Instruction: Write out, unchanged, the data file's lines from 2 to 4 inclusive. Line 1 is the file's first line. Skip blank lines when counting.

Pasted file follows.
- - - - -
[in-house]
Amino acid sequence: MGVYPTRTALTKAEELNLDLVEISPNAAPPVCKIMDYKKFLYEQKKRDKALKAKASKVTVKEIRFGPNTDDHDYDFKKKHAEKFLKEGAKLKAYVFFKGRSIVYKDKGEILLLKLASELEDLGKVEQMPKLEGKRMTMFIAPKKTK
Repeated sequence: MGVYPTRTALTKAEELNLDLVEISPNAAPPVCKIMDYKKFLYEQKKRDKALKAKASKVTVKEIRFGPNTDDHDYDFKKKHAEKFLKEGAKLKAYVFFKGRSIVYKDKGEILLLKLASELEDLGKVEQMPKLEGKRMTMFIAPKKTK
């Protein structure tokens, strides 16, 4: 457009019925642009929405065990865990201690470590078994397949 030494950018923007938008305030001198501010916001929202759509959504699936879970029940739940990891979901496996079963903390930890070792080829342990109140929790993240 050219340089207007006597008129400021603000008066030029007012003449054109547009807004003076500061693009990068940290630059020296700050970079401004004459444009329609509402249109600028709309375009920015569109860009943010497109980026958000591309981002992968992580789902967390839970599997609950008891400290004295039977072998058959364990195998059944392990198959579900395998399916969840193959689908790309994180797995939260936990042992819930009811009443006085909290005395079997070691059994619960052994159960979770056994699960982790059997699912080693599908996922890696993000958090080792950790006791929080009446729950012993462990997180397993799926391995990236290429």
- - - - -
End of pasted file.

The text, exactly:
Amino acid sequence: MGVYPTRTALTKAEELNLDLVEISPNAAPPVCKIMDYKKFLYEQKKRDKALKAKASKVTVKEIRFGPNTDDHDYDFKKKHAEKFLKEGAKLKAYVFFKGRSIVYKDKGEILLLKLASELEDLGKVEQMPKLEGKRMTMFIAPKKTK
Repeated sequence: MGVYPTRTALTKAEELNLDLVEISPNAAPPVCKIMDYKKFLYEQKKRDKALKAKASKVTVKEIRFGPNTDDHDYDFKKKHAEKFLKEGAKLKAYVFFKGRSIVYKDKGEILLLKLASELEDLGKVEQMPKLEGKRMTMFIAPKKTK
């Protein structure tokens, strides 16, 4: 457009019925642009929405065990865990201690470590078994397949 030494950018923007938008305030001198501010916001929202759509959504699936879970029940739940990891979901496996079963903390930890070792080829342990109140929790993240 050219340089207007006597008129400021603000008066030029007012003449054109547009807004003076500061693009990068940290630059020296700050970079401004004459444009329609509402249109600028709309375009920015569109860009943010497109980026958000591309981002992968992580789902967390839970599997609950008891400290004295039977072998058959364990195998059944392990198959579900395998399916969840193959689908790309994180797995939260936990042992819930009811009443006085909290005395079997070691059994619960052994159960979770056994699960982790059997699912080693599908996922890696993000958090080792950790006791929080009446729950012993462990997180397993799926391995990236290429």